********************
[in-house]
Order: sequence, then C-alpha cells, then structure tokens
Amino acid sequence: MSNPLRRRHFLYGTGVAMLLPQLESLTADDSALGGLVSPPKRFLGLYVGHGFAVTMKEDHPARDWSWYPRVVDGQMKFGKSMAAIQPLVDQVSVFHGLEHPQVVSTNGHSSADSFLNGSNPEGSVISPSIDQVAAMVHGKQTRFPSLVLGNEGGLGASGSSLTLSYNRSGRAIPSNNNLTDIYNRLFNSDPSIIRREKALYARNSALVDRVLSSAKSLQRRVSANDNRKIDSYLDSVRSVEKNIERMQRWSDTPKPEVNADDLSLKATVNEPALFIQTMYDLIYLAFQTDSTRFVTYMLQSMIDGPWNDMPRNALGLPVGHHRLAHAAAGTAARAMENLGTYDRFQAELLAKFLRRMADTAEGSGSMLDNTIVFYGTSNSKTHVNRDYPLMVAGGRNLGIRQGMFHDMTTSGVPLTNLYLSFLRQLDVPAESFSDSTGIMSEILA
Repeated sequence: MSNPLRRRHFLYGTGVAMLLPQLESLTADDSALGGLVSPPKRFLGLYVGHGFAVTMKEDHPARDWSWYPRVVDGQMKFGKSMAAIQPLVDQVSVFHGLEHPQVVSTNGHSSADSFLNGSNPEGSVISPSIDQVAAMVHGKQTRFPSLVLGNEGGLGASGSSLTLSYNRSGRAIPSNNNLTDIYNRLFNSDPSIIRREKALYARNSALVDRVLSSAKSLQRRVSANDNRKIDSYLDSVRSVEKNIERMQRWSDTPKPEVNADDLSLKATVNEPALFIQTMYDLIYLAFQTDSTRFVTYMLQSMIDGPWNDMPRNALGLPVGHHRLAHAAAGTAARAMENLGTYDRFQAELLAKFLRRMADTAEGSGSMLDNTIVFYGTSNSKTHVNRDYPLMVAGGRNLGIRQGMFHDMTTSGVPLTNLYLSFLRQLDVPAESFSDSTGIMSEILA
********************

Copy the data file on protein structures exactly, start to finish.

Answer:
[in-house]
Order: sequence, then C-alpha cells, then structure tokens
Amino acid sequence: MSNPLRRRHFLYGTGVAMLLPQLESLTADDSALGGLVSPPKRFLGLYVGHGFAVTMKEDHPARDWSWYPRVVDGQMKFGKSMAAIQPLVDQVSVFHGLEHPQVVSTNGHSSADSFLNGSNPEGSVISPSIDQVAAMVHGKQTRFPSLVLGNEGGLGASGSSLTLSYNRSGRAIPSNNNLTDIYNRLFNSDPSIIRREKALYARNSALVDRVLSSAKSLQRRVSANDNRKIDSYLDSVRSVEKNIERMQRWSDTPKPEVNADDLSLKATVNEPALFIQTMYDLIYLAFQTDSTRFVTYMLQSMIDGPWNDMPRNALGLPVGHHRLAHAAAGTAARAMENLGTYDRFQAELLAKFLRRMADTAEGSGSMLDNTIVFYGTSNSKTHVNRDYPLMVAGGRNLGIRQGMFHDMTTSGVPLTNLYLSFLRQLDVPAESFSDSTGIMSEILA
Repeated sequence: MSNPLRRRHFLYGTGVAMLLPQLESLTADDSALGGLVSPPKRFLGLYVGHGFAVTMKEDHPARDWSWYPRVVDGQMKFGKSMAAIQPLVDQVSVFHGLEHPQVVSTNGHSSADSFLNGSNPEGSVISPSIDQVAAMVHGKQTRFPSLVLGNEGGLGASGSSLTLSYNRSGRAIPSNNNLTDIYNRLFNSDPSIIRREKALYARNSALVDRVLSSAKSLQRRVSANDNRKIDSYLDSVRSVEKNIERMQRWSDTPKPEVNADDLSLKATVNEPALFIQTMYDLIYLAFQTDSTRFVTYMLQSMIDGPWNDMPRNALGLPVGHHRLAHAAAGTAARAMENLGTYDRFQAELLAKFLRRMADTAEGSGSMLDNTIVFYGTSNSKTHVNRDYPLMVAGGRNLGIRQGMFHDMTTSGVPLTNLYLSFLRQLDVPAESFSDSTGIMSEILA